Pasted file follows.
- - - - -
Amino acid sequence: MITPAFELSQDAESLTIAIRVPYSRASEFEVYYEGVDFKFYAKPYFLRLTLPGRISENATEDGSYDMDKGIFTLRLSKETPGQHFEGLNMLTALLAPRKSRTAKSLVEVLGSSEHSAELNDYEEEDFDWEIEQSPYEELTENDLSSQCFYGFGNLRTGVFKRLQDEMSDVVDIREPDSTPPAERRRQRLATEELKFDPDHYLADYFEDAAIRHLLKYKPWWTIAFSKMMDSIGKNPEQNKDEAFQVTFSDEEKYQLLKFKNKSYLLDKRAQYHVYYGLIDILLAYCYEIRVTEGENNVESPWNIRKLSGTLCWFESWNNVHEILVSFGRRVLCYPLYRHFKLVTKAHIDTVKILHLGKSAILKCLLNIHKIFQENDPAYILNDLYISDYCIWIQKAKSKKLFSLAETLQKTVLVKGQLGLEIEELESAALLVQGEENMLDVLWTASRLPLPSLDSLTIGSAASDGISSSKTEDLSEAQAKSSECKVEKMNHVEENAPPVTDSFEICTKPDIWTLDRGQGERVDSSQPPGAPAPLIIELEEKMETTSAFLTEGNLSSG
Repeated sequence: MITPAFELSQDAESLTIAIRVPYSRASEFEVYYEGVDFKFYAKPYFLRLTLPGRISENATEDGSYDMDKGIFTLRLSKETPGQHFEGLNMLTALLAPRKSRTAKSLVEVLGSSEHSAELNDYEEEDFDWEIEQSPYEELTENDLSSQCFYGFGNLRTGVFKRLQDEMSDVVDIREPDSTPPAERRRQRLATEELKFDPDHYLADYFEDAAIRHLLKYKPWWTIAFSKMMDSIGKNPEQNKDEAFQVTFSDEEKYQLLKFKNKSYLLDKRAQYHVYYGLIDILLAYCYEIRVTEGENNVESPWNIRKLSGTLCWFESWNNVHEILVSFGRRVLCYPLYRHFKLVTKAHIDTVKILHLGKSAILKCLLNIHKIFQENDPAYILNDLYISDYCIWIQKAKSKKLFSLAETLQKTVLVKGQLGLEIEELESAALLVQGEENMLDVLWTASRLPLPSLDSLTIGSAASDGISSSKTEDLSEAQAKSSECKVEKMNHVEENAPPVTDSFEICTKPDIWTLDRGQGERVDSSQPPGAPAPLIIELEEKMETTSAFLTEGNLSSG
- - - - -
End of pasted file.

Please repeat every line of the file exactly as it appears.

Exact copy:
Amino acid sequence: MITPAFELSQDAESLTIAIRVPYSRASEFEVYYEGVDFKFYAKPYFLRLTLPGRISENATEDGSYDMDKGIFTLRLSKETPGQHFEGLNMLTALLAPRKSRTAKSLVEVLGSSEHSAELNDYEEEDFDWEIEQSPYEELTENDLSSQCFYGFGNLRTGVFKRLQDEMSDVVDIREPDSTPPAERRRQRLATEELKFDPDHYLADYFEDAAIRHLLKYKPWWTIAFSKMMDSIGKNPEQNKDEAFQVTFSDEEKYQLLKFKNKSYLLDKRAQYHVYYGLIDILLAYCYEIRVTEGENNVESPWNIRKLSGTLCWFESWNNVHEILVSFGRRVLCYPLYRHFKLVTKAHIDTVKILHLGKSAILKCLLNIHKIFQENDPAYILNDLYISDYCIWIQKAKSKKLFSLAETLQKTVLVKGQLGLEIEELESAALLVQGEENMLDVLWTASRLPLPSLDSLTIGSAASDGISSSKTEDLSEAQAKSSECKVEKMNHVEENAPPVTDSFEICTKPDIWTLDRGQGERVDSSQPPGAPAPLIIELEEKMETTSAFLTEGNLSSG
Repeated sequence: MITPAFELSQDAESLTIAIRVPYSRASEFEVYYEGVDFKFYAKPYFLRLTLPGRISENATEDGSYDMDKGIFTLRLSKETPGQHFEGLNMLTALLAPRKSRTAKSLVEVLGSSEHSAELNDYEEEDFDWEIEQSPYEELTENDLSSQCFYGFGNLRTGVFKRLQDEMSDVVDIREPDSTPPAERRRQRLATEELKFDPDHYLADYFEDAAIRHLLKYKPWWTIAFSKMMDSIGKNPEQNKDEAFQVTFSDEEKYQLLKFKNKSYLLDKRAQYHVYYGLIDILLAYCYEIRVTEGENNVESPWNIRKLSGTLCWFESWNNVHEILVSFGRRVLCYPLYRHFKLVTKAHIDTVKILHLGKSAILKCLLNIHKIFQENDPAYILNDLYISDYCIWIQKAKSKKLFSLAETLQKTVLVKGQLGLEIEELESAALLVQGEENMLDVLWTASRLPLPSLDSLTIGSAASDGISSSKTEDLSEAQAKSSECKVEKMNHVEENAPPVTDSFEICTKPDIWTLDRGQGERVDSSQPPGAPAPLIIELEEKMETTSAFLTEGNLSSG